Demand Your Type Right

The technology exists to display fonts properly on screen, so why do so few devices manage it? Bruno Maag says its time to fight for our right to type

Until about 1993, displaying type on the screen was fairly straightforward. Most computers were just about capable of displaying 256 colours and type was firmly one-bit. Plus, we didn’t have to worry about the internet.

In the very beginning, when only PostScript fonts were available, a font came in two parts on the Macintosh: screen font and printer font. The printer font contained the outlines of every character plus some basic spacing information. The screen font, however, included all the important spacing and kerning information, as well as the means of conveying what the type looked like on the screen.

Approximating the look of typefaces on screen was achieved by manually creating a bitmap image of the font for a range of sizes. In this process the type designer tried to achieve some aesthetic correlation to the actual design, but more importantly, ensured that the type was legible, particularly for the smaller sizes. Other sizes would be scaled by the computer itself, based on the closest real bitmap size.

Type was also displayed in one-bit form, meaning that there was no font smoothing and no greys between the fore and background colour. This was just on the Mac remember: Windows at the time didn’t really have any means to display typefaces in their natural form.

The introduction of TrueType by Apple in 1991 changed things dramatically. All information about the font was now packed into one font file. This file didn’t contain a bitmap image anymore but utilised a process called “hinting” to display a typeface, at any size on any resolution. The operating system had a built-in “rasteriser”, a piece of software that interprets the outline information given by the font and converts it to a bitmap image. Hinting is an extra set of instructions with which the type designer ensures high quality display.  Every pixel position can be controlled at any resolution and size. Of course, the larger the type size or resolution, the less need for control as there are enough pixels to display the type nicely. Adobe responded with the introduction of Adobe Type Manager (ATM) to achieve similar display quality in PostScript fonts (although in a more basic form).

With these tools, typefaces may be reproduced on screen with all the beauty and quality of type on the printed page. Unfortunately, however, this is rarely the case.

As a type designer, I will hint a font to the highest aesthetic and technical quality, but if the application or the operating system does not give me the platform to display my skills, it’s all a wasted effort. A simple example: common wisdom has it that a font should be displayed in black and white, pixillated, up to a size when the stem width of the character snaps to two pixels. Above that size it should be displayed using font smoothing. This approach supports legibility and ensures an even texture on the page. I instruct the font in this manner. Microsoft’s Windows system and its Office suite respect my settings and so ensure good quality screen type. The much lauded Macintosh system, on the other hand, ignores my font smoothing settings which leads to grey, unreadable mush on the screen. Yes, the user can change the settings in the system, when font smoothing is activated but different font weights have different break points. Surely, it should be left in the hands of the type designer to say when a font is legible?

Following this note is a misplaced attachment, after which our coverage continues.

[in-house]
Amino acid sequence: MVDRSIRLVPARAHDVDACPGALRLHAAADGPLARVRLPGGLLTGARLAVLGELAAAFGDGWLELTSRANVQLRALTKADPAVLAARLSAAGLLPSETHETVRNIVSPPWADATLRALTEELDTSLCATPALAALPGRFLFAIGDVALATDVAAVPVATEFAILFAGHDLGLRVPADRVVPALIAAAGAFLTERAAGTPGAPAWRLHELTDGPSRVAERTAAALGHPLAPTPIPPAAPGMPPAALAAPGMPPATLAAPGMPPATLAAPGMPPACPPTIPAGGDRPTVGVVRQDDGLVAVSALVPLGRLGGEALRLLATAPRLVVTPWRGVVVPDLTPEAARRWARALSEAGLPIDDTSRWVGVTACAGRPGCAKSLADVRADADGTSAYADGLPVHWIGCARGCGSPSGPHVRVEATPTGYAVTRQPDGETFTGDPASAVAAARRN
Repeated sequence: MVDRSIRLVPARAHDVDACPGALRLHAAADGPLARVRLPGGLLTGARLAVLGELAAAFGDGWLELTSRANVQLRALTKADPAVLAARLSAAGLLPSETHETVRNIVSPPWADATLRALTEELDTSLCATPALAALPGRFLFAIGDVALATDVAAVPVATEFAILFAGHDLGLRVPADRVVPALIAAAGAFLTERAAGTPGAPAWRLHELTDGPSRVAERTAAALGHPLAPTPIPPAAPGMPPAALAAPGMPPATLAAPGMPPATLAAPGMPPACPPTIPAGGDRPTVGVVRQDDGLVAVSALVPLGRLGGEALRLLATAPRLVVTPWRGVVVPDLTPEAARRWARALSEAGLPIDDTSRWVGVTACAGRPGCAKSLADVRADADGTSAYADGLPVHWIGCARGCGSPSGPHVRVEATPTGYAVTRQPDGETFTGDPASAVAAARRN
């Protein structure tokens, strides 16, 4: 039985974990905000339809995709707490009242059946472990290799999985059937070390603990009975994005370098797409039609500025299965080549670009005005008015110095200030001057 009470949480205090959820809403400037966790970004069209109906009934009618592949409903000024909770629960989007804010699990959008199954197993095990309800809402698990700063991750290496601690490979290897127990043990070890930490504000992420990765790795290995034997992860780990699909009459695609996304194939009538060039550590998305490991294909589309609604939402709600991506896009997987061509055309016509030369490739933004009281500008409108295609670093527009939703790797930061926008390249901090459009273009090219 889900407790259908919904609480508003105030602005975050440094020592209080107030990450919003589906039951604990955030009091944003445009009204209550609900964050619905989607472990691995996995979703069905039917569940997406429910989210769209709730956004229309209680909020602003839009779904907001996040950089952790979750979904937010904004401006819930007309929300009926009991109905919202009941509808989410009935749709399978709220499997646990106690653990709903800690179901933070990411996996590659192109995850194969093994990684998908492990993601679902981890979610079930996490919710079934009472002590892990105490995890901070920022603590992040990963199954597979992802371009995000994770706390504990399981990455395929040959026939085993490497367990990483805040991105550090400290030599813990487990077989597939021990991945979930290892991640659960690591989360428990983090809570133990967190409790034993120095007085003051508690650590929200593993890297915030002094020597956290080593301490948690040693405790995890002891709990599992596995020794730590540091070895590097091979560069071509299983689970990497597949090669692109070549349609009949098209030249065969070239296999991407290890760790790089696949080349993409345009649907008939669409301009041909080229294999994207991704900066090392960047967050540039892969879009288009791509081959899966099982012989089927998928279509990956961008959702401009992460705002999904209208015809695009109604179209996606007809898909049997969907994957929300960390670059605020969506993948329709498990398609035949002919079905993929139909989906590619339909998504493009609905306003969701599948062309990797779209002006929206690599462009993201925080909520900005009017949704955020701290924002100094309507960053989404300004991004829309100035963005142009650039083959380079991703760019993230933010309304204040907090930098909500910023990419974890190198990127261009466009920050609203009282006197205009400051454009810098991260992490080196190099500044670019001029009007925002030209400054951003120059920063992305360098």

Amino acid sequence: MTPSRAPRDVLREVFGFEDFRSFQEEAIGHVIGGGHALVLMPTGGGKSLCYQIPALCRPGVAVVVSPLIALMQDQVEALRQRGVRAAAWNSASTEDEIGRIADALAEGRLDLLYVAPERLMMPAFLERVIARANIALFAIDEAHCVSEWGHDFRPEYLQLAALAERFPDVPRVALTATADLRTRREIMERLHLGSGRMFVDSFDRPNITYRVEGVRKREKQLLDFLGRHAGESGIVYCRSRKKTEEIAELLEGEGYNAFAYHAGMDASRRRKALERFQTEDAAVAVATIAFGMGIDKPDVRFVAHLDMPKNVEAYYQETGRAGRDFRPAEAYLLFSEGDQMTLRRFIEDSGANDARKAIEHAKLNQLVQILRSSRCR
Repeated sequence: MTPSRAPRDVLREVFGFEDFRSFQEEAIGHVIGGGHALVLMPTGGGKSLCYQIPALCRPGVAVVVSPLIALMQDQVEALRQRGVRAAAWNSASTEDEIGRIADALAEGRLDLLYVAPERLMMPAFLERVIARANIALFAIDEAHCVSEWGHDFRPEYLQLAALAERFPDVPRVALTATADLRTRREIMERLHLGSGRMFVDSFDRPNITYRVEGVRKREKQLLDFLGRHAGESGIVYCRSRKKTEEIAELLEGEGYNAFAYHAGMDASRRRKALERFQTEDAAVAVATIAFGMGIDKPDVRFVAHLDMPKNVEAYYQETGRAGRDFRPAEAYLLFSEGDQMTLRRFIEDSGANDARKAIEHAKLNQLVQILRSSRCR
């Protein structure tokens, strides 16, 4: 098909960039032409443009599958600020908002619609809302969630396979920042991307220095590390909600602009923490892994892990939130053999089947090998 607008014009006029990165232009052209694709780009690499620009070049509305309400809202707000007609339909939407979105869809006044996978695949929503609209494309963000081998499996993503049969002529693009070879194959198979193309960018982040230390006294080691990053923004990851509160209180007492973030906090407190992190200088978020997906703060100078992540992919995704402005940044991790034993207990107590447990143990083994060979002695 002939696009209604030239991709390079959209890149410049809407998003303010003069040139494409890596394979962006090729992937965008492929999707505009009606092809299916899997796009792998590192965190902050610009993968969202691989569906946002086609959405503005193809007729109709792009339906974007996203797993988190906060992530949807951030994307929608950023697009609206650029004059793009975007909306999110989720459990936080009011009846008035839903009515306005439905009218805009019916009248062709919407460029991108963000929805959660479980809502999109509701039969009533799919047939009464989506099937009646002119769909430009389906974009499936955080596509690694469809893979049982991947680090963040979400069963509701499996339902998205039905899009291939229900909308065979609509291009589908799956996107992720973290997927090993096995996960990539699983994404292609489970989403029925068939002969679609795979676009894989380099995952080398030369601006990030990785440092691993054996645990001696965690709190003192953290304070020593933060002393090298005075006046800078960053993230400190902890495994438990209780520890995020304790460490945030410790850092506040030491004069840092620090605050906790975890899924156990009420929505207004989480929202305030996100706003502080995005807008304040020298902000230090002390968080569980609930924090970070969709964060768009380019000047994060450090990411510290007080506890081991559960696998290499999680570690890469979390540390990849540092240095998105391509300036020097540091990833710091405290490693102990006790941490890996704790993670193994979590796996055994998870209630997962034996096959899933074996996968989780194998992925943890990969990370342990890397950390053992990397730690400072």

The explosion of screen-based media has not made the job any easier. Type is increasingly used on TV, mobile phones and internet applications. We don’t yet know what the future holds, but in all likelihood, the number of screen-based communications devices will increase hugely. Yet no-one has really paid attention to how we bring type – this most important of communications tools – to the new media.

For as long as internet browsers continue to ignore support for font embedding technologies such as Embedded OpenType (EOT) there is absolutely no chance of ever going beyond Arial or Verdana. This will make the world sadder place.

Engineers of TV set-top boxes and mobile phones don’t spend any time thinking about type either. Yet it is the one tool that enables the user to navigate the different services they offer. And why do they deny me the most basic feature of individualism – the ability to select the typeface that my system displays information in – when all they advertise is how their product increases my individuality and cool? And no, Flash is not the answer to this as Flash will not embed my original font data but create its own font format. The smoothing algorithms in Flash are designed with images in mind, not with static type and thus will always result in poor display quality.

The technology is available to have any font working on all these devices. It is up to the consumers to start making demands. So, if you’re developing a website for MegaCorp Inc tell your client to demand from the browser developers support for embedded type. Users of mobile phones, demand that your handsets and phone software support your choice of type. Only by demanding change we will manage to remove the present constraints.

In the computing industry, even in the design industry, fonts are regarded as nothing more than plankton – the lowest form of life. But remember, without plankton there is no life at all.

Bruno Maag is a partner at type designers Dalton Maag and a former chair of the Typographic Circle


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